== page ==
ACROSS the country, millions of Canadians will enjoy a traditional Thanksgiving dinner this weekend.
North Americans have been enjoying the same Thanksgiving feast for hundreds of years. The menu for Thanksgiving dinner may be resistant to change but the composition of many of the families that will gather to celebrate Thanksgiving, clearly, is not.
That's my takeaway from the latest release of data on families and living arrangements from the 2011 Canadian census. Unconventional is the word that best describes the family unit in Canada these days.
The traditional family - a married couple with children - now make up less than one-third of families and in 2011 there were more than 1.5 million lone parent families in Canada.
We haven't seen numbers like that since the early part of the 20th century - 1921 to be exact - when high mortality rates left one-tenth of the population without one of their parents.
Today, lone parent families are created by divorce and separation rather than through widowhood.
Other trends include a spike in the number of same sex and common law unions, homes without children and step families right across the country.
The growth in the total number of seniors in Canada is up, from approximately 3.9 million in 2001 to about 4.9 million in 2012. Most seniors continue to live alone or with their partner but there has been a 38 per cent increase in the number of seniors living in collective dwellings over the last decade.
Back in the early 1980s, we coined the phrase "sandwich generation" for those people who have to care for both children and their parents. Today, more than one-quarter of Canadians aged 45-64 have children living with them and also perform some sort of elder care. Twenty five per cent of the sandwich generation are caring for two or more seniors. Grey divorce is adding to the stress levels of people caring for their parents while raising children. If your parents' divorce and one or both of them remarries, as a caregiver, you could find yourself responsible for not just two seniors but three or four.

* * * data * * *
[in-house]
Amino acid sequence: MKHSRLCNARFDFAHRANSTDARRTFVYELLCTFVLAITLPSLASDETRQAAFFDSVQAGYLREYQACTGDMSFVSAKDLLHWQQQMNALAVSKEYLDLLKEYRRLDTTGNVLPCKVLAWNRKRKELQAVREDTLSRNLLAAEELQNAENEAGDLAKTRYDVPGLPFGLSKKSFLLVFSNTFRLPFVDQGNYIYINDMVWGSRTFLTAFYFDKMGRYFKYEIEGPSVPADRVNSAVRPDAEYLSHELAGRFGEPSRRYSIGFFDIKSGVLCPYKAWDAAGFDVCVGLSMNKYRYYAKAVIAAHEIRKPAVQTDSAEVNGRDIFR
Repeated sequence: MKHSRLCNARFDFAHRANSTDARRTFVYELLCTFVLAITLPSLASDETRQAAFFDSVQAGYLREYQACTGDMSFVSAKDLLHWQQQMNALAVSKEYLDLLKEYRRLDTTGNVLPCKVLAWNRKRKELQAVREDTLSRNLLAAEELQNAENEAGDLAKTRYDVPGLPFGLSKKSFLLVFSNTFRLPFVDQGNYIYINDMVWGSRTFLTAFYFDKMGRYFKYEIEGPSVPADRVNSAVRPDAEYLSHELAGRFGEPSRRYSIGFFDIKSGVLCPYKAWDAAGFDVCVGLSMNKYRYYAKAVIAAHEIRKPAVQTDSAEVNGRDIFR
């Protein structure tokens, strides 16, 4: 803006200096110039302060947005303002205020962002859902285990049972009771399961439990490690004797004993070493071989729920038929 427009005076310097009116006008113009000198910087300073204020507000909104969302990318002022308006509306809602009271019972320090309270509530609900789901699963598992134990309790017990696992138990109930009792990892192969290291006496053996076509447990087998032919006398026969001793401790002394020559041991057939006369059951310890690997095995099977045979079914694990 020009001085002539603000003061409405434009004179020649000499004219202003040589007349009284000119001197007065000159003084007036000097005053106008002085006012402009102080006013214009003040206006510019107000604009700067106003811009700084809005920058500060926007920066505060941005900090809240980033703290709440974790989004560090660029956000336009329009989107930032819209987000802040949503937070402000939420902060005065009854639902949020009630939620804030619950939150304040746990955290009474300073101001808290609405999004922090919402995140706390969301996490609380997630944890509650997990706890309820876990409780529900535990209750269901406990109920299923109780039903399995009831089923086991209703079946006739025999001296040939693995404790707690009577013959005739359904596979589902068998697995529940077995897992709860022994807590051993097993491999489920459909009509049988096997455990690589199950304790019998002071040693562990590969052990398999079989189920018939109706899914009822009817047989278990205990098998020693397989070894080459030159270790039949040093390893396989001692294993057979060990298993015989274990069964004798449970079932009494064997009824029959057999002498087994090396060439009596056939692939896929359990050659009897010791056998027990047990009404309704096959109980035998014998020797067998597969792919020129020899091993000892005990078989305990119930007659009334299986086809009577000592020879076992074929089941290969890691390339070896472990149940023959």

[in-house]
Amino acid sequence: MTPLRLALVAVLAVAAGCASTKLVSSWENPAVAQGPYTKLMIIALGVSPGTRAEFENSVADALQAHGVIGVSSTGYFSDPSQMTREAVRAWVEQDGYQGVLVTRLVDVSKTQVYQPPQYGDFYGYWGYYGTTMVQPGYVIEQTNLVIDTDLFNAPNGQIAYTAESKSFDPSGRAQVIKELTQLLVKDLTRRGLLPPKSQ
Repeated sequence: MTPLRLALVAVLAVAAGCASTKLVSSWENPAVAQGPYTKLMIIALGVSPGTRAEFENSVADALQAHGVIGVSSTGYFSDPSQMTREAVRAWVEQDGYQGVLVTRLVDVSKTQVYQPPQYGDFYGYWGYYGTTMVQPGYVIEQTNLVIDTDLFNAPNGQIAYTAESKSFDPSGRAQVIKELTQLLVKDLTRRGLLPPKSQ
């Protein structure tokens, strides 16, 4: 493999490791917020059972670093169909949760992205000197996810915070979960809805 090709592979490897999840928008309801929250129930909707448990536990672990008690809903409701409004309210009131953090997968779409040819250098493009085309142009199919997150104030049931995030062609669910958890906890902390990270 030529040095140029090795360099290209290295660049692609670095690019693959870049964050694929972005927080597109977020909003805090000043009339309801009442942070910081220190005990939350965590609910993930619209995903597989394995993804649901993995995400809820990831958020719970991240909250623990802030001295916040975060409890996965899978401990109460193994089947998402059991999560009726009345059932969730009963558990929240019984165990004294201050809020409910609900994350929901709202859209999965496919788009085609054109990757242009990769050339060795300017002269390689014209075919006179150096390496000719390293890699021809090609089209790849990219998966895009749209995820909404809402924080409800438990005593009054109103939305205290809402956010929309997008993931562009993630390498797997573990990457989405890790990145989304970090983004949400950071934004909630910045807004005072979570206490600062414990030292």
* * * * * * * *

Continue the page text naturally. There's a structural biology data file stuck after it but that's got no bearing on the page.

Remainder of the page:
I'm seeing another variation of the sandwich generation in my own work, that I call Sandwich Generation 2. What makes this model different is the fact that the children have left home. The players are a senior caring for a parent(s) and their spouse or partner. To illustrate, picture a woman in her 70s as a caregiver to both her mother who is now in her 90s and her husband who may be in declining health. Or, a man in his 60s or 70s caring for his wife and his own parents, or two seniors both in their 80s caring for each other and their severely disabled adult son.
We're not just dealing with the elderly here. I know of more than one instance where a person with a fulfilling career has had to retire early because they were unable to balance the responsibilities of caring for a wife or husband and parent and their job.
There are numerous variations on this caregiving model. What is shared in common here is that seniors, many of whom are facing their own health challenges, are in the role of providing care to other seniors. It's a model, I think, that we have fallen into.
I doubt we would set up this care model by design. To be clear, I'm not seeing this phenomenon in the census data just yet, at least not in numbers to be statistically relevant, but given our demographics, I'm convinced it's only a matter of time until we do.
Tom Carney is the executive director of the Lionsview Seniors' Planning Society. Ideas for future columns are welcome. Contact him at 604-985-3852 or send an email to lions_view@ telus.net.